The ordeal of Shiloh, who died at the age of 12 from breast angiosarcoma, raises questions about the care and causes of pediatric cancers.
Shiloh, a 12-year-old girl, died of cancer in the left breast in December 2021. The young girl died in less than a year from breast angiosarcoma, an extremely rare vascular tumor with a very poor prognosis. His parents, who denounce medical wandering and a series of errors in care, today, file a complaint.
This drama, which reminds us that cancer also affects childhood and adolescence, raises several questions. Are childhood cancers properly diagnosed? Are we witnessing an “epidemic of childhood cancers”, as certain researchers claim? Why do children develop cancers when they don’t smoke, drink or have fifty years of poor nutrition behind them?
The figures are stable, around 2500 new cases per year
Despite a survival rate of 80% at five years, often synonymous with recovery, cancer remains the leading cause of death by disease in children over 1 year old, and two thirds of those who survived have or will have sequelae. , sometimes irreversible, linked to the treatments. Worse, the incidence of these cancers increased by 18% between 2003 and 2019, according to data from the National Health Insurance Fund. “False information”, according to the French Society for the Fight against Childhood and Adolescent Cancer and Leukemia (SFCE) and the Gustave Roussy Institute (Villejuif), where Dr Christelle Dufour, head of the oncology department of children and adolescents, disputes the reliability of the statistics. “We rely on the National Childhood Cancer Registry (RNCA), which is regularly updated with health insurance and hospital data. The figures are generally stable. We are still at 2,500 new cases per year: 1,700 in children under 15 and 800 between 15 and 18 years old.
Leukemias, brain tumors, and lymphomas can affect children and adolescents, but also “various embryonic tumors, such as neuroblastomas, hepatoblastomas, nephroblastomas, which are not seen in adults”, specifies the oncopediatrician . “These diseases are different in children because they also have a much faster evolutionary profile and better sensitivity to chemotherapy treatment.”
Is early diagnosis always possible in children? “In some cases, it is complicated. For some brain tumours, when the child presents with non-specific signs (headaches, vomiting), other common illnesses are first checked before a diagnosis of cancer is made. Our studies show that this delay in diagnosis, for some pathologies with a poor prognosis, has no impact on the cure rate.”
The problem is that of all these cancers detected in time, but which we do not know how to treat.
“Beyond a possible loss of opportunity linked to a lack of access to pediatric oncology services, in certain territories, or to a lack of training for general practitioners, the most recurrent problem is that of all these cancers detected in time, in children, but which we do not know how to treat”, explains Stéphane Vedrenne, president of the association “Eva for life”, and vice-president of “Growing up without cancer”, which brings together researchers and around a hundred associations fighting against cancer and serious illnesses in children. In 2011, this father of a family lost “in appalling conditions” his first daughter, Eva, suffering from an infiltrating glioma of the brainstem, a rare tumor which affects 50 children each year. Although detected early, the tumor is incurable. “There are diseases that are treated very well, such as Burkitt’s lymphoma and certain types of brain tumors, and those that are not cured at all or weakly,” admits Dr. Dufour.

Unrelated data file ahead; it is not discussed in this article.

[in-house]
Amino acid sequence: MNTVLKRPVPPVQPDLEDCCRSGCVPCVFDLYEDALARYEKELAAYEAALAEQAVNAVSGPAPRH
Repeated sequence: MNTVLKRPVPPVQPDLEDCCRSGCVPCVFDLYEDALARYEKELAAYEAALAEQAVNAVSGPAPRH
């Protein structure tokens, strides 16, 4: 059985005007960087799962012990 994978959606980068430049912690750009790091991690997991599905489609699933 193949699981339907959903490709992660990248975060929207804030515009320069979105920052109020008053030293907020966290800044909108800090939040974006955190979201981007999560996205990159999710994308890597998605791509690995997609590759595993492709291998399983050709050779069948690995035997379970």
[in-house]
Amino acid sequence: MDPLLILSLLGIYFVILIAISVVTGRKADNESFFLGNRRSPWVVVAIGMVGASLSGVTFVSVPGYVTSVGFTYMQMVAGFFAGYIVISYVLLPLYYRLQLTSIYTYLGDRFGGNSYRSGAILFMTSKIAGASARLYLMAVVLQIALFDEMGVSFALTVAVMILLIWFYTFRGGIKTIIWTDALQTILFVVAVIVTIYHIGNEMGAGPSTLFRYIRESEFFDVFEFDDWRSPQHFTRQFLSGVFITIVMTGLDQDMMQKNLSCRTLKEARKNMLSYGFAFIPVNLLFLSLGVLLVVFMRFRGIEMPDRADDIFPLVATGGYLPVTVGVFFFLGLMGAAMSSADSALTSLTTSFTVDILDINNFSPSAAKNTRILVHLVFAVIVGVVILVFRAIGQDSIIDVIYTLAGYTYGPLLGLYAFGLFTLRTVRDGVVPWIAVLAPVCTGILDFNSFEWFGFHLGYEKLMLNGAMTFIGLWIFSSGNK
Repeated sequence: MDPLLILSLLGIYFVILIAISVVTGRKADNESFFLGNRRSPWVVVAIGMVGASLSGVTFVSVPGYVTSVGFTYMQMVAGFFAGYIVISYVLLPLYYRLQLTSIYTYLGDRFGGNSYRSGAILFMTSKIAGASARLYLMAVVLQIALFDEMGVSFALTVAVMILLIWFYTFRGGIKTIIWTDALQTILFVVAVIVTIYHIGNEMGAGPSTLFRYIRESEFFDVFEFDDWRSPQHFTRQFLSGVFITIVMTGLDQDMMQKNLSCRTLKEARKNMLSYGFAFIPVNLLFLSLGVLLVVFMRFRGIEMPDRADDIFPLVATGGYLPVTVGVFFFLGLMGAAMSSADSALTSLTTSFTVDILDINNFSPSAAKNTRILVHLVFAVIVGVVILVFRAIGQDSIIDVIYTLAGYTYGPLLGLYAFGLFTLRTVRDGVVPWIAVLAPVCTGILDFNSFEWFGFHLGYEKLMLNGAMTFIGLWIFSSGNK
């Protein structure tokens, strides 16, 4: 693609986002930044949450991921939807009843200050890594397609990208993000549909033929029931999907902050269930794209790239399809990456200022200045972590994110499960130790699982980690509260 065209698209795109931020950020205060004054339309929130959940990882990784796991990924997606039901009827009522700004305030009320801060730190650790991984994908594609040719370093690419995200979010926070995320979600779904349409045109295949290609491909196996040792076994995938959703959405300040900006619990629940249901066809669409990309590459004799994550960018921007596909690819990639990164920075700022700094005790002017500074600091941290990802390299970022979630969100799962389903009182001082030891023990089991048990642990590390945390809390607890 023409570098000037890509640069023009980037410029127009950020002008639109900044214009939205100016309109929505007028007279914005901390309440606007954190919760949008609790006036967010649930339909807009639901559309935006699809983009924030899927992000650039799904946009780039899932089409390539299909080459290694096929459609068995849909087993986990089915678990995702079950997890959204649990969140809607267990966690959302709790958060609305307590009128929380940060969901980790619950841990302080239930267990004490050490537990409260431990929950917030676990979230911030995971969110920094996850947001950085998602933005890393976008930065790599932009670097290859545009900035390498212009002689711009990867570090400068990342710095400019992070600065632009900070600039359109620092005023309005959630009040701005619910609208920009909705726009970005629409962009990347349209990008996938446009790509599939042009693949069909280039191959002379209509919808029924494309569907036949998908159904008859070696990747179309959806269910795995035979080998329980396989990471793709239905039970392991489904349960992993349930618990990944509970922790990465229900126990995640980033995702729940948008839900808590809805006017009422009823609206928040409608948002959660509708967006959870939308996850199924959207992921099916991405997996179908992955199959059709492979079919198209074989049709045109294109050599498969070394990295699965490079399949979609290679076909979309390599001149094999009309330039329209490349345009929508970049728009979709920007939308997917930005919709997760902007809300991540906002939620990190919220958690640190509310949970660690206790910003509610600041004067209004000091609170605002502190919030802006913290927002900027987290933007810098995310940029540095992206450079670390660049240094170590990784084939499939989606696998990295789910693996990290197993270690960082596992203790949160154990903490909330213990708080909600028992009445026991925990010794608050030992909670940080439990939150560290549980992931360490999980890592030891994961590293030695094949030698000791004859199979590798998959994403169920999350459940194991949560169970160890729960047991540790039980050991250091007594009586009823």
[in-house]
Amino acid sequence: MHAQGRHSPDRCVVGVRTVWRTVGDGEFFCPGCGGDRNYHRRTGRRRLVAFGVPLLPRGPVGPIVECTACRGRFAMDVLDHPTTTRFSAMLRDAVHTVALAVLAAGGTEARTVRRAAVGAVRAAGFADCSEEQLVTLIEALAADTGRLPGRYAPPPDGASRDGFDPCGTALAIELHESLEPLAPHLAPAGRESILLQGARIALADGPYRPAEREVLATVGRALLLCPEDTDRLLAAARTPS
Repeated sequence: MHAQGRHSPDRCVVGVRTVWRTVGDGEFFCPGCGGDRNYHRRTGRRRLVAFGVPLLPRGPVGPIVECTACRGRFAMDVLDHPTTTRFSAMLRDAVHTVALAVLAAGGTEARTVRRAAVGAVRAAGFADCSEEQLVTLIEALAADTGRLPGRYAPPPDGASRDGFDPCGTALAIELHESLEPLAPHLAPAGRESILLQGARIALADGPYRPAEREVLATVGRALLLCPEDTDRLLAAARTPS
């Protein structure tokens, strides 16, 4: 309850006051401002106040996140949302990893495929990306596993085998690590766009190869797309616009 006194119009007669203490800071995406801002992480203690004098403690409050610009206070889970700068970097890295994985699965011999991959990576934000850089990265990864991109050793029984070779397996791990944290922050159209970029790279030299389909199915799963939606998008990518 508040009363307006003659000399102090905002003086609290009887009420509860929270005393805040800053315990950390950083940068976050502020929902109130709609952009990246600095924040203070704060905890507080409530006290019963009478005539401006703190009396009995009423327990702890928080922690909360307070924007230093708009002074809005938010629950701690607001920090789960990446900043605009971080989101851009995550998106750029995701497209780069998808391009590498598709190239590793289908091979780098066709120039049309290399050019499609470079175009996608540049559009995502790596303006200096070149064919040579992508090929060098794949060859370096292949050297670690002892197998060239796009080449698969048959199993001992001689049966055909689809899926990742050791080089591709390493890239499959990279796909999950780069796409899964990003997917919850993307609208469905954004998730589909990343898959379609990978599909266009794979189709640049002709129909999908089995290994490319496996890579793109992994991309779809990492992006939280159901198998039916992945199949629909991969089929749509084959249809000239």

“If the cancer is close to that of the adult, the child has a significant chance of being cured. If this is not the case, it is a rare disease and there is no cure”, explains Stéphane Vedrenne, whose association has been campaigning for years for specific funds to be allocated to research. on childhood cancer. Both to develop therapeutic approaches and to understand the causes and origins of these diseases in children.
We have not identified any environmental factors, despite numerous studies
Today, we do not really know why a child develops cancer. “5 to 8% of children have a genetic predisposition syndrome and in other patients, there is no explanation. But it is possible that new genetic factors will be discovered. At Gustave Roussy, research is ongoing,” explains Dr. Dufour. What about environmental causes? “We haven’t identified any environmental factors, despite numerous studies, but we’re still looking.”
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No established proof at this stage, but suspicions. In a report published in 2013 and updated in 2021, Inserm underlines “a strong presumption of a link between exposure to pesticides of the mother during pregnancy or in children and the risk of certain cancers, in particular leukemia and tumors of the central nervous system”. Across the Atlantic, where the National Cancer Institute (NCI) records a sharp increase in the incidence of cancer in American children (leukemia, tumors of the central nervous system), between 1975 and 2018, doctors and environmental health specialists warn: these increases are too rapid to be due to better access to care or better detection of cancer cases.
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“Research on the causes of pediatric cancers must be invested heavily, it is a question of prevention. It is possible that we will discover new genetic factors that explain the occurrence of these cancers in children. But when we see the increase in cases, we can really wonder about the environmental causes, ”concludes Stéphane Vedrenne.